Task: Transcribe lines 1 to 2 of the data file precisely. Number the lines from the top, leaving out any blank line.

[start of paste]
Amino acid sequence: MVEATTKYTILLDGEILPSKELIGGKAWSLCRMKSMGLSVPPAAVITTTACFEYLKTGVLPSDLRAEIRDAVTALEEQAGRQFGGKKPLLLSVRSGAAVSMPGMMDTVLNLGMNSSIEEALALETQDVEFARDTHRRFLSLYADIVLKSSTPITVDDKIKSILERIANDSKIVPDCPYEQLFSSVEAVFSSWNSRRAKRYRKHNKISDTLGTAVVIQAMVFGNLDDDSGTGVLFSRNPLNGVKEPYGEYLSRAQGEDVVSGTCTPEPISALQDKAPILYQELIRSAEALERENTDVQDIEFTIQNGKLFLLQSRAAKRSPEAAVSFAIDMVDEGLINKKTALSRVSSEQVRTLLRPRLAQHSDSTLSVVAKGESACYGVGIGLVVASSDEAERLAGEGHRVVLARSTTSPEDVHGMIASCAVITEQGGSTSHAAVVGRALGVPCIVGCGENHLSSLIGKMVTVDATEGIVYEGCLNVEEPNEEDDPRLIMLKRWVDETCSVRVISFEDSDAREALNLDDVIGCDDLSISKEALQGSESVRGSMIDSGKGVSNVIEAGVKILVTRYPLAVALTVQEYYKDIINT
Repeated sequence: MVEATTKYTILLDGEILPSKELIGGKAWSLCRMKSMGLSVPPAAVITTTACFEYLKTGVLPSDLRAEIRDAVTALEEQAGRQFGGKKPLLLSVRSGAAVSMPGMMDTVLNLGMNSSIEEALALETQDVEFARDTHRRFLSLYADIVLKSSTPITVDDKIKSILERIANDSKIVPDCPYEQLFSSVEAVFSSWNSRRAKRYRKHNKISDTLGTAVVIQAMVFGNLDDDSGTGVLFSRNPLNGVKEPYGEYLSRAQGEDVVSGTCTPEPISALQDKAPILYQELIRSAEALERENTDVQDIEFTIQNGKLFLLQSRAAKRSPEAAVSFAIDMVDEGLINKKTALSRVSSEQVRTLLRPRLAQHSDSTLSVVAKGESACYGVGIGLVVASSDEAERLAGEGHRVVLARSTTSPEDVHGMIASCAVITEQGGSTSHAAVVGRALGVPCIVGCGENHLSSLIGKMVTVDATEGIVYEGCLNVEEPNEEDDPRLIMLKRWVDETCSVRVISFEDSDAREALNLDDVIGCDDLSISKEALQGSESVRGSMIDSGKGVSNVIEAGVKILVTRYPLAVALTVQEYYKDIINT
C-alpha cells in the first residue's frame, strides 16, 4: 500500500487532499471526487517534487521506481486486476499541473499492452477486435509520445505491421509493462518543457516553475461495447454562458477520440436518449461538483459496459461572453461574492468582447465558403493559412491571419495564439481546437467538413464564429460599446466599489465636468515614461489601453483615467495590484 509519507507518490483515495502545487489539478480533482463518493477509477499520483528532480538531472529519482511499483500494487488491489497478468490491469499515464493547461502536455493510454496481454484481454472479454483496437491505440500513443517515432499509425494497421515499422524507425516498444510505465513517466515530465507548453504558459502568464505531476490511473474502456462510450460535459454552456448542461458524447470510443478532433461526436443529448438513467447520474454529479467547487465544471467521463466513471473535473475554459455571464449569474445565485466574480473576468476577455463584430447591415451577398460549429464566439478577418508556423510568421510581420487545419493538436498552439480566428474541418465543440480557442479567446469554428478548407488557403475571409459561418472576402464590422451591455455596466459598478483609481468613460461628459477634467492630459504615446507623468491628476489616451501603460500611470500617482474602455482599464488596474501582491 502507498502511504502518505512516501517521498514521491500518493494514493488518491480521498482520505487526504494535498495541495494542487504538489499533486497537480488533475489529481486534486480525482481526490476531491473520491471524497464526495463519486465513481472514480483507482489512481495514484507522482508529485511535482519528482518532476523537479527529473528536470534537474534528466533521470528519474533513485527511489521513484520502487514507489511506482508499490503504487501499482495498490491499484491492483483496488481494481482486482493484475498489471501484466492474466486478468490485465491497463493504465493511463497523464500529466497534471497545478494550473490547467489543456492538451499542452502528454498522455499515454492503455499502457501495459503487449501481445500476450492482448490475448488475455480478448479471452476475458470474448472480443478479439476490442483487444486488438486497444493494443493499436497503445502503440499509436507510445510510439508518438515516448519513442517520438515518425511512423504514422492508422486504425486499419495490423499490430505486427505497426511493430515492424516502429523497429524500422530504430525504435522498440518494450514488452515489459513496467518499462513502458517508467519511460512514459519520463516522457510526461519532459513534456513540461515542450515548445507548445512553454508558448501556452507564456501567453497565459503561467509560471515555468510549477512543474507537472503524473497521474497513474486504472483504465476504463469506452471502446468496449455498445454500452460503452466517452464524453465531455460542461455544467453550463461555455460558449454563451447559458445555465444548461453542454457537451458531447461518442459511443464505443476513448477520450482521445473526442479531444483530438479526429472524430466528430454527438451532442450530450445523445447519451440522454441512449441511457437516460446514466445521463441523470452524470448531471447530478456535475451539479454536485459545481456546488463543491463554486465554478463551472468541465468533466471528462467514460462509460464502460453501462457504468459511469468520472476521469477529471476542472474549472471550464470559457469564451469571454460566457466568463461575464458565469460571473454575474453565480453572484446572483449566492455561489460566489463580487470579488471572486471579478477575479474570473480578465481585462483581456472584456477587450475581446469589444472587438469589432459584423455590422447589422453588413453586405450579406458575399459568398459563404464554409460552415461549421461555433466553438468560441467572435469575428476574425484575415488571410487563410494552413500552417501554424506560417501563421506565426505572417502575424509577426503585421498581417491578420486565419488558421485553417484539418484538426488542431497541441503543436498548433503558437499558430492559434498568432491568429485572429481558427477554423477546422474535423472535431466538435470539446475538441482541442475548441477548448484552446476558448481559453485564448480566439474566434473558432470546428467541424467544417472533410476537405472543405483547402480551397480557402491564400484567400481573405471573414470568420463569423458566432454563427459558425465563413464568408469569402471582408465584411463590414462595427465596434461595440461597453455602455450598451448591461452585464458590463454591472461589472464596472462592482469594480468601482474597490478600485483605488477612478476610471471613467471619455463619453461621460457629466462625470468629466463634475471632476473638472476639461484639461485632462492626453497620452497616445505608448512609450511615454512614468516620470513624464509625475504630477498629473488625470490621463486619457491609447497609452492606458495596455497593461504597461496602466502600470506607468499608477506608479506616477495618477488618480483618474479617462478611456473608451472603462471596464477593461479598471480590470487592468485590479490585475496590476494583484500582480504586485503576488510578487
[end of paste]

Amino acid sequence: MVEATTKYTILLDGEILPSKELIGGKAWSLCRMKSMGLSVPPAAVITTTACFEYLKTGVLPSDLRAEIRDAVTALEEQAGRQFGGKKPLLLSVRSGAAVSMPGMMDTVLNLGMNSSIEEALALETQDVEFARDTHRRFLSLYADIVLKSSTPITVDDKIKSILERIANDSKIVPDCPYEQLFSSVEAVFSSWNSRRAKRYRKHNKISDTLGTAVVIQAMVFGNLDDDSGTGVLFSRNPLNGVKEPYGEYLSRAQGEDVVSGTCTPEPISALQDKAPILYQELIRSAEALERENTDVQDIEFTIQNGKLFLLQSRAAKRSPEAAVSFAIDMVDEGLINKKTALSRVSSEQVRTLLRPRLAQHSDSTLSVVAKGESACYGVGIGLVVASSDEAERLAGEGHRVVLARSTTSPEDVHGMIASCAVITEQGGSTSHAAVVGRALGVPCIVGCGENHLSSLIGKMVTVDATEGIVYEGCLNVEEPNEEDDPRLIMLKRWVDETCSVRVISFEDSDAREALNLDDVIGCDDLSISKEALQGSESVRGSMIDSGKGVSNVIEAGVKILVTRYPLAVALTVQEYYKDIINT
Repeated sequence: MVEATTKYTILLDGEILPSKELIGGKAWSLCRMKSMGLSVPPAAVITTTACFEYLKTGVLPSDLRAEIRDAVTALEEQAGRQFGGKKPLLLSVRSGAAVSMPGMMDTVLNLGMNSSIEEALALETQDVEFARDTHRRFLSLYADIVLKSSTPITVDDKIKSILERIANDSKIVPDCPYEQLFSSVEAVFSSWNSRRAKRYRKHNKISDTLGTAVVIQAMVFGNLDDDSGTGVLFSRNPLNGVKEPYGEYLSRAQGEDVVSGTCTPEPISALQDKAPILYQELIRSAEALERENTDVQDIEFTIQNGKLFLLQSRAAKRSPEAAVSFAIDMVDEGLINKKTALSRVSSEQVRTLLRPRLAQHSDSTLSVVAKGESACYGVGIGLVVASSDEAERLAGEGHRVVLARSTTSPEDVHGMIASCAVITEQGGSTSHAAVVGRALGVPCIVGCGENHLSSLIGKMVTVDATEGIVYEGCLNVEEPNEEDDPRLIMLKRWVDETCSVRVISFEDSDAREALNLDDVIGCDDLSISKEALQGSESVRGSMIDSGKGVSNVIEAGVKILVTRYPLAVALTVQEYYKDIINT